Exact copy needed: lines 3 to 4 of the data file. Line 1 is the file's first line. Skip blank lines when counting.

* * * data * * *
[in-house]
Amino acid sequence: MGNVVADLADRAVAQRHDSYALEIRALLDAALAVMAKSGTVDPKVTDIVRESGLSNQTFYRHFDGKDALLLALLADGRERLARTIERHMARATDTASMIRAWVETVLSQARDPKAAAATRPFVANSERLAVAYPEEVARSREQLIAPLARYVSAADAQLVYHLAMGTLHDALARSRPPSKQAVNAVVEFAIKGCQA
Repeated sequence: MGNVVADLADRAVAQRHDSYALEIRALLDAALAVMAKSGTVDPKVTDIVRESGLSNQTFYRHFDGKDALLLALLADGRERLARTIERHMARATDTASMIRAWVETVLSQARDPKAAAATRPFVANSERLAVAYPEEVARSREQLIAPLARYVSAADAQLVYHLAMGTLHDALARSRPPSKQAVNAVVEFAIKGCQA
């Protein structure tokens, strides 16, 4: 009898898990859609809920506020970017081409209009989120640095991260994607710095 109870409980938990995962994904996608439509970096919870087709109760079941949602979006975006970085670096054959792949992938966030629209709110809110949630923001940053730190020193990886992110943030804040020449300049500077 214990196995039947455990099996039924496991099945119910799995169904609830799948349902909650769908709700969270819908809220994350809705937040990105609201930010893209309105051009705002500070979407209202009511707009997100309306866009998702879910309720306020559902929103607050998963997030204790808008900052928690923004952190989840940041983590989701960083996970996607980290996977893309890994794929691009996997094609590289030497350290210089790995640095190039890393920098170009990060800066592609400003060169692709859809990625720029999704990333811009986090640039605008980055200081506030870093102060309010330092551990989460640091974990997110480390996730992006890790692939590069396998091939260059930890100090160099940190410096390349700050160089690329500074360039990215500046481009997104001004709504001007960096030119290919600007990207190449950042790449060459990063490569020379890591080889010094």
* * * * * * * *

Repeated sequence: MGNVVADLADRAVAQRHDSYALEIRALLDAALAVMAKSGTVDPKVTDIVRESGLSNQTFYRHFDGKDALLLALLADGRERLARTIERHMARATDTASMIRAWVETVLSQARDPKAAAATRPFVANSERLAVAYPEEVARSREQLIAPLARYVSAADAQLVYHLAMGTLHDALARSRPPSKQAVNAVVEFAIKGCQA
């Protein structure tokens, strides 16, 4: 009898898990859609809920506020970017081409209009989120640095991260994607710095 109870409980938990995962994904996608439509970096919870087709109760079941949602979006975006970085670096054959792949992938966030629209709110809110949630923001940053730190020193990886992110943030804040020449300049500077 214990196995039947455990099996039924496991099945119910799995169904609830799948349902909650769908709700969270819908809220994350809705937040990105609201930010893209309105051009705002500070979407209202009511707009997100309306866009998702879910309720306020559902929103607050998963997030204790808008900052928690923004952190989840940041983590989701960083996970996607980290996977893309890994794929691009996997094609590289030497350290210089790995640095190039890393920098170009990060800066592609400003060169692709859809990625720029999704990333811009986090640039605008980055200081506030870093102060309010330092551990989460640091974990997110480390996730992006890790692939590069396998091939260059930890100090160099940190410096390349700050160089690329500074360039990215500046481009997104001004709504001007960096030119290919600007990207190449950042790449060459990063490569020379890591080889010094």